In its quest to improve and sustain President Koroma's free health care initiative, the government of King Abdullah bin Abdul Aziz al Saud, Custodian of the Two Holy Mosques, has dispatched a consignment of medicines worth millions of Saudi Riyals to Sierra Leone.
According to the acting Director General, Emergency Services in the Ministry of Health, Saudi Arabia, Dr. Sulaim Bin Ahmad As Shureiyy, the dispatch includes – capsules, tablets, nasal and mouth sprays, antibiotics, syrups, injections and assorted medicines.
The medicines, the doctor said, are expected to arrive at the Lungi International Airport on a military cargo flight today Wednesday, July 4, 2012. According to Dr. Shureiyy, the drugs were donated on the directives of the late Crown Prince, His Royal Highness Naif Bin Abdulaziz – who also doubled as Deputy Premier and Minister of Interior.
It could be recalled that in last February, the Saudi Minister of Health, Dr. Abdullah Rabeeah made an announcement about the approval of the supply of medicines to Sierra Leone. This is not the first time Saudi Arabia has helped Sierra Leone in the field of health services. Early this year, a medical team of a Saudi-based humanitarian organization, Physicians Across Continents (PAC) comprising 30 paramedics, visited Serra Leone and provided free medical treatment in Freetown and in some towns and villages outside the capital.
During their 10 days stay in Sierra Leone, the doctors who are mostly blood vessel surgeons, general surgeons, pediatricians, gynaecologists, anaesthesiologists and dentists reportedly treated about 1,500 patients including infants, children, men and women.
Commenting on the supply of drugs to Sierra Leone, Dr. Sa'ad Ali Al-Garni, Consultant of Vascular Surgery at the King Faisal Specialist Hospital and Research Center in Riyadh, who headed the PAC team composed of health professionals from the United States, Saudi Arabia, Russia, Sweden, Egypt, Jordan, Lebanon and Malaysia said: "The supply of medicines to Sierra Leone is very timely and it's a great gesture which indicates the humanitarian sentiments of the Saudi King and the late Crown Prince."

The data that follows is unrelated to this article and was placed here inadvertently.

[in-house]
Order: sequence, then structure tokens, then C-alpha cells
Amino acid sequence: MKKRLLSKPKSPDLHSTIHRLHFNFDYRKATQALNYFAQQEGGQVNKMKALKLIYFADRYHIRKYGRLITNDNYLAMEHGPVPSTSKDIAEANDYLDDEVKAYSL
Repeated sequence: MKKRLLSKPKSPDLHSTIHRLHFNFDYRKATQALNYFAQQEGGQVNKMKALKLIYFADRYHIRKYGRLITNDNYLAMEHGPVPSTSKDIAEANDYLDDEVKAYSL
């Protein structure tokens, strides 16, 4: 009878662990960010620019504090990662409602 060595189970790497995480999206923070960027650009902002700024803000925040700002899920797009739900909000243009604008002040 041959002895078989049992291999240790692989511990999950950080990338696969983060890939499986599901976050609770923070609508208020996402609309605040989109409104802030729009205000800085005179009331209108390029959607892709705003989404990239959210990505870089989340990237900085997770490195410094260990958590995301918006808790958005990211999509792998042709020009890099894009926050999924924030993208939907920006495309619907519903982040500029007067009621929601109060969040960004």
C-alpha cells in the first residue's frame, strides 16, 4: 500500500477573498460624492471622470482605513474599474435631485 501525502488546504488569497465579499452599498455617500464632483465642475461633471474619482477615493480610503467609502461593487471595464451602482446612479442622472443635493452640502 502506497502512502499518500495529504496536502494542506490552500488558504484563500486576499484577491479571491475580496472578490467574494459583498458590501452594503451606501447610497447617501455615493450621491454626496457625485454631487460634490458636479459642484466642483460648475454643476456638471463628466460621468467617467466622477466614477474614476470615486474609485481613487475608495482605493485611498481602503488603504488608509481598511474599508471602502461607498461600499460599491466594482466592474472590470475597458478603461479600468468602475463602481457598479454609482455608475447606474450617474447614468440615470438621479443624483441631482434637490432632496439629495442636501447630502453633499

The news of the medical supply to Sierra Leone has been overwhelmingly welcomed in the Kingdom of Saudi Arabia by both the country's embassy and its nationals.
Shortly before he left for Freetown last Sunday to join senior government officials in the reception of the drugs, Sierra Leone's Ambassador to Saudi Arabia, Wusu Bryne Munu, on behalf of the government and people of Sierra Leone expressed thanks and appreciation to the Custodian of the Two Holy Mosques and his government for their continuous and generous support to the government and people of Sierra Leone.
The envoy said the donation would go a long way to boost President Koroma's agenda for improving the domestic health sector.
It could also be recalled that on assumption of office in 2007, President Koroma listed health as one of the priority areas in his Agenda for Change. In April 2010, the president launched the free health care program for children under five, pregnant women and lactating mothers. Since then, it has achieved remarkable success and has also received the support, endorsement and commendation of many institutions and high profile personalities in the world, including former British Prime Minister, Tony Blair.
Meanwhile, senior Saudi government officials left the Kingdom on Monday night to join their Conakry-based Ambassador, Amjad bin Hussain Al-Badawi, who is also the non-resident Ambassador to Sierra Leone in the presentation ceremony.
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